At Velocity Santa Clara this year, I gave a talk about the interplay between the DevOps movement and product management. I think it’s important for product managers to understand the impact their choices have on software operability, and for engineering teams — whether DevOps or other — to have an understanding of how their choices affect product.
I want to call out three practices we use in building, shipping, and operating software at PagerDuty, and how they help our product team ship more value to customers.
Fast, Frequent, and Stable Deploys
Most of our Github repos have continuous integration or continuous deployment setup. When you open a pull request, your code is magically slurped up to the cloud, a battery of tests is run on it, and if they all pass, you get a big green “safe to deploy” check mark.
We also have ChatOps deployment. There’s a channel in Slack where you can ask a bot to throw any branch of any repo on any environment, including production. This also makes it really easy to investigate and roll back bad deploys, and generally helps with visibility about what’s going on in our infrastructure.
Having experienced this magic, I cannot imagine going back to a world where development and deployment require taking the site down for maintenance, or going through a separate team. Product Managers live and die by the feedback loop — the longer you go without seeing live product and learning from it, the bigger the risk you incur.
Inspired by Netflix’s Simian Army, we regularly inject controlled and supervised failure into PagerDuty’s systems to ensure that we’re always ready for the unexpected.
Every Friday at 11am Pacific, development, operations, and anybody else who wants to gets in a room, and we take down a part of our infrastructure. The goal is threefold:
- Set an expectation that when you stand up a service at PagerDuty, you should create it with failure in mind. You should expect that at any time, some crazy stuff might happen, and you need to stay up.
- Identify places our systems aren’t robust in a controlled environment, so we can fix these issues way ahead of any customers being impacted.
- Practice our incident management techniques, so that when there is a black swan event, our response is practiced and automatic.
I love being a product manager in a culture that embraces failure as a learning opportunity. Product management involves a lot of risk and failure on the way to success, and having this embedded in our culture makes it easy to have cross-team conversations about these topics.
I’ve also learned a lot from the practice of engineered failure, blameless postmortems, and systems thinking. I’ve learned to look at both failure and success not as attributable to a single decision, or a single person, but as interactions of multiple beliefs and circumstances. It’s taught me to build a backlog of work that doesn’t require a waterfall-style domino reaction to be successful, but instead recognizes uncertainty and stacks the odds in our favor.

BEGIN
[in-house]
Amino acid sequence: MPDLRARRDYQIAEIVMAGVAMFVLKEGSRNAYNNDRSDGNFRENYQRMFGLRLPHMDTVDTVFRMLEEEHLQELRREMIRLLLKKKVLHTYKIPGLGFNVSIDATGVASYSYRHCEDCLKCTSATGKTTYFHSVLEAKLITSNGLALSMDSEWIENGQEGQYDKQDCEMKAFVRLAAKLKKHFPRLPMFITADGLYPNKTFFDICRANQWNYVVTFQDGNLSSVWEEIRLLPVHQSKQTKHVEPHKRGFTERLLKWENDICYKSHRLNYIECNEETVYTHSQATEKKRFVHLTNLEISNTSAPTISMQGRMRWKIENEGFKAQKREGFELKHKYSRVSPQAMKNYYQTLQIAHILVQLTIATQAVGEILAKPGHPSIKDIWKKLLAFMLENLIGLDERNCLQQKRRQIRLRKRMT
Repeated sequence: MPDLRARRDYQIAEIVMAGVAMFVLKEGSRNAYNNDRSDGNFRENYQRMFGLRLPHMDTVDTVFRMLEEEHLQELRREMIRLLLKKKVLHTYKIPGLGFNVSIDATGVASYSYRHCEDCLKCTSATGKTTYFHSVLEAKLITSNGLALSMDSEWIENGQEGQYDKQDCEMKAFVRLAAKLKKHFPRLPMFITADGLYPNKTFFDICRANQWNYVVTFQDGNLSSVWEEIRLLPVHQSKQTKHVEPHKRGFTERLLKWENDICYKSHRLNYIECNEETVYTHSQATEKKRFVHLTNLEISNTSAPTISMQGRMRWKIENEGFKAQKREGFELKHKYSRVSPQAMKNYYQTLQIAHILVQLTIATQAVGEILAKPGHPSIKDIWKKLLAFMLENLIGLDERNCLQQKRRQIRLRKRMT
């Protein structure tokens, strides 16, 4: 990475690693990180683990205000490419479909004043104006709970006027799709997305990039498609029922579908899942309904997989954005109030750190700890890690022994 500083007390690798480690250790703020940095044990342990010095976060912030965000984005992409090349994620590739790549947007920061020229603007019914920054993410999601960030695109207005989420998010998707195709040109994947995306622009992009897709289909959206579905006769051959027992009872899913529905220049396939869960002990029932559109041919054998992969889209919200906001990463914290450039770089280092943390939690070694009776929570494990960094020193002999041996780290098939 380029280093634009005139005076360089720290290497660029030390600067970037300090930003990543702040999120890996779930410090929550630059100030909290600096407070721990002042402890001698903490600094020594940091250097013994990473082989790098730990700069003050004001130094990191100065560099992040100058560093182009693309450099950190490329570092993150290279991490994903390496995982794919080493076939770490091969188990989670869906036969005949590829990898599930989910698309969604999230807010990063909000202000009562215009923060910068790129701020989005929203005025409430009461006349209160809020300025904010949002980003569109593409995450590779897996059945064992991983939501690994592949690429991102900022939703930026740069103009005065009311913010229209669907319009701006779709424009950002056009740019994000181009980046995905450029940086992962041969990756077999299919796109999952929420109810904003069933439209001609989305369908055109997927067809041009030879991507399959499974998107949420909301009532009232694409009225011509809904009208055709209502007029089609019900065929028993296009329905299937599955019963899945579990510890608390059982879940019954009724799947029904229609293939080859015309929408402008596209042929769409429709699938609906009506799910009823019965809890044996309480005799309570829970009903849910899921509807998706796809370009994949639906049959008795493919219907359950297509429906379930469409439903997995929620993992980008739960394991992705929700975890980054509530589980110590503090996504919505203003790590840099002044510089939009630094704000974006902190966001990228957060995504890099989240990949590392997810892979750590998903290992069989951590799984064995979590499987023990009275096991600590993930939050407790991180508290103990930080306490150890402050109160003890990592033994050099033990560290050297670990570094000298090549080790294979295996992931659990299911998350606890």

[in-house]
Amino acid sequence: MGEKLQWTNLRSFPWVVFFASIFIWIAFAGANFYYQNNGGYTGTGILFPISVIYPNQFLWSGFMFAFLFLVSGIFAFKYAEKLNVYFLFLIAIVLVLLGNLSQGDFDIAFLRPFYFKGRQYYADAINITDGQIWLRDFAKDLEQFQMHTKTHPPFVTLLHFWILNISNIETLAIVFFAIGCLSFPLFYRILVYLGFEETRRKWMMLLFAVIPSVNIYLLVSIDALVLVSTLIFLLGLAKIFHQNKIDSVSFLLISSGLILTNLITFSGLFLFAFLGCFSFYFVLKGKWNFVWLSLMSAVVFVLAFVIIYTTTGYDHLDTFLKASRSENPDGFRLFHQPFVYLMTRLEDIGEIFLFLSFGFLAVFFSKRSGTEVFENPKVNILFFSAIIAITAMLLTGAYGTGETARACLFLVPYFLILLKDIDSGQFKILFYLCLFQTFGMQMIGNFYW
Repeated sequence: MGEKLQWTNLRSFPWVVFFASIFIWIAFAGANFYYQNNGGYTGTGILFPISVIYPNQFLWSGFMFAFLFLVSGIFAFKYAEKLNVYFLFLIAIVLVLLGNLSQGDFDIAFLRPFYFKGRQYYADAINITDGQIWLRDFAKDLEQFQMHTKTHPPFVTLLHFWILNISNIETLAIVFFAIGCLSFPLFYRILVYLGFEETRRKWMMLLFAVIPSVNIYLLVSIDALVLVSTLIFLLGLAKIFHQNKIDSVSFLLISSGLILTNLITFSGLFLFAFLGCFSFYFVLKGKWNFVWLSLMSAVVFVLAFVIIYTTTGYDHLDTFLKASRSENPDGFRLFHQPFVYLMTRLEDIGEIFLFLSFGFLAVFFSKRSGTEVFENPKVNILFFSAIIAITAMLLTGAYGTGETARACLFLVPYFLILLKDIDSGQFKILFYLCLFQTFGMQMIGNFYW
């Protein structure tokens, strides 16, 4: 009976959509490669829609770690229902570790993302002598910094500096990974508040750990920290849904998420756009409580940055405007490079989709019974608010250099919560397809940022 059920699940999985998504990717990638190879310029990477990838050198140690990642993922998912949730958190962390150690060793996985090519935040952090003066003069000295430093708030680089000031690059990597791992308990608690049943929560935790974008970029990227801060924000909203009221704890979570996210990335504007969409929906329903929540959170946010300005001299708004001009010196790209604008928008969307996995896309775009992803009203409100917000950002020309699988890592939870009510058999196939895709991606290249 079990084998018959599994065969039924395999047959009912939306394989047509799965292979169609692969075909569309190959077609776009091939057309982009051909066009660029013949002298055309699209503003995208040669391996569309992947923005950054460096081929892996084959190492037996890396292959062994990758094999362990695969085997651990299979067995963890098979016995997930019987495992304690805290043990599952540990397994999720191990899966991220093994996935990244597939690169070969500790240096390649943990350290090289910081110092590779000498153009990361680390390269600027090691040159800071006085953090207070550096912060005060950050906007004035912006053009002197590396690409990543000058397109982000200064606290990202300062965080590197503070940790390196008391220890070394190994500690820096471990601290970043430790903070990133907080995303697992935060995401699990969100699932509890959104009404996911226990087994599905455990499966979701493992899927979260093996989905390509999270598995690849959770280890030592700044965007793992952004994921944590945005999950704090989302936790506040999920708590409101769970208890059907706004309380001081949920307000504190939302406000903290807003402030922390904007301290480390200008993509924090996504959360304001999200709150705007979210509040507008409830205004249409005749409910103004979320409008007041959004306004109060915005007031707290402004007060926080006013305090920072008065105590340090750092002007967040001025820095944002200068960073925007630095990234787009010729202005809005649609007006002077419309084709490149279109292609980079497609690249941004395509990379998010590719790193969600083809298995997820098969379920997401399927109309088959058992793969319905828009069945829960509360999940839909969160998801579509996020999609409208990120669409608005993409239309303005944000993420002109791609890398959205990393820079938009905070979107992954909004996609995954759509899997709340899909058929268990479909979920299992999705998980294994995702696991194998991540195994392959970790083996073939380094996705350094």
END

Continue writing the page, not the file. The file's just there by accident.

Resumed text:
Build it, Ship it, Own it
My favorite part about DevOps at PagerDuty, though, is the culture of software ownership. Our teams deploy the code they write, and take responsibility for the software they put out into the world.
Sometimes that’s a little frustrating as a product manager, because it means that your roadmap of new features can be randomized by technical debt or operational issues. It’s more to keep in mind when planning work and running a team.
But in the long term, the culture of ownership helps product make not just correct choices for the project they’re currently working on, but correct long-term choices for their team and the greater organization.
With devops, your development budget and operations budget are the same budget. Your people are the same people. If you ship shaky code or push your team past their sustainable limits, its your own future velocity that gets hurt. In the words of Jez Humble, “Bad behavior arises when you abstract people away from the consequences of their actions.” I think that the tight relationship we have between product and engineering drives the right behavior and tradeoffs.
Getting product and engineering on the same page isn’t always easy. People have to learn to speak the same language, build shared context and understanding, and think about how different work streams affect a shared goal. It can be a little bumpy, and every release we look back and see places we could have done better.
But I think it’s worth it. Every time I see shrink the gap between choices and consequences, every time we’re able to give teams more more ownership of their code, we ship better software, more frequently, and make our customers happier. It can be a lot to get used to initially, but I can’t imagine a better model than devops for doing great product management.